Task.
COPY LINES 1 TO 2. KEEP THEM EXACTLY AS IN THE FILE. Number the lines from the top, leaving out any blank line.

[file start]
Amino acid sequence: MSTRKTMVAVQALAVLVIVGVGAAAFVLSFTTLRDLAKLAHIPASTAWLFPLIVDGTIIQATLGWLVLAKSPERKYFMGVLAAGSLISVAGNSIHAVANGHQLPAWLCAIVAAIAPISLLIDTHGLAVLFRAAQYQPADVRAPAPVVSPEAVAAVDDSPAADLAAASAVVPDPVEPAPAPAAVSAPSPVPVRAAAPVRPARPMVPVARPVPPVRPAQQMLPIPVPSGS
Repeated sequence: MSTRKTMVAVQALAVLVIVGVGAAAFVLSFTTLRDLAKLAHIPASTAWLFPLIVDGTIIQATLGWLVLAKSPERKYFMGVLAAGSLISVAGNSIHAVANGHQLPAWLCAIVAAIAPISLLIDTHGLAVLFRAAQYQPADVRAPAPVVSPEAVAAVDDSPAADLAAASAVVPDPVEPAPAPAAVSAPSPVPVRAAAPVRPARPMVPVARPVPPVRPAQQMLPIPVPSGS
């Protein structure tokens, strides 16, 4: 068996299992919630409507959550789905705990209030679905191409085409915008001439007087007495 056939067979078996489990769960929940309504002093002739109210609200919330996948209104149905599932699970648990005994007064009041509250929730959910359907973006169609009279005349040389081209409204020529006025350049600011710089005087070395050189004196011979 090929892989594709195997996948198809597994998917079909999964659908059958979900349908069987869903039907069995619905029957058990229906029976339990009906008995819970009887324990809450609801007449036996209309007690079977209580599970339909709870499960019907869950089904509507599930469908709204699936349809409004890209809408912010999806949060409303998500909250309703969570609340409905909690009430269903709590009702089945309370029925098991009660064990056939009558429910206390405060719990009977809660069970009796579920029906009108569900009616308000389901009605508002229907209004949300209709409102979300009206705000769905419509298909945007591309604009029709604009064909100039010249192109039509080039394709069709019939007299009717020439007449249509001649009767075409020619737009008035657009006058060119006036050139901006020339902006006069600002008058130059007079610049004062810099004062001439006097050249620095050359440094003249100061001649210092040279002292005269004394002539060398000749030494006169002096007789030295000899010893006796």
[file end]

Amino acid sequence: MSTRKTMVAVQALAVLVIVGVGAAAFVLSFTTLRDLAKLAHIPASTAWLFPLIVDGTIIQATLGWLVLAKSPERKYFMGVLAAGSLISVAGNSIHAVANGHQLPAWLCAIVAAIAPISLLIDTHGLAVLFRAAQYQPADVRAPAPVVSPEAVAAVDDSPAADLAAASAVVPDPVEPAPAPAAVSAPSPVPVRAAAPVRPARPMVPVARPVPPVRPAQQMLPIPVPSGS
Repeated sequence: MSTRKTMVAVQALAVLVIVGVGAAAFVLSFTTLRDLAKLAHIPASTAWLFPLIVDGTIIQATLGWLVLAKSPERKYFMGVLAAGSLISVAGNSIHAVANGHQLPAWLCAIVAAIAPISLLIDTHGLAVLFRAAQYQPADVRAPAPVVSPEAVAAVDDSPAADLAAASAVVPDPVEPAPAPAAVSAPSPVPVRAAAPVRPARPMVPVARPVPPVRPAQQMLPIPVPSGS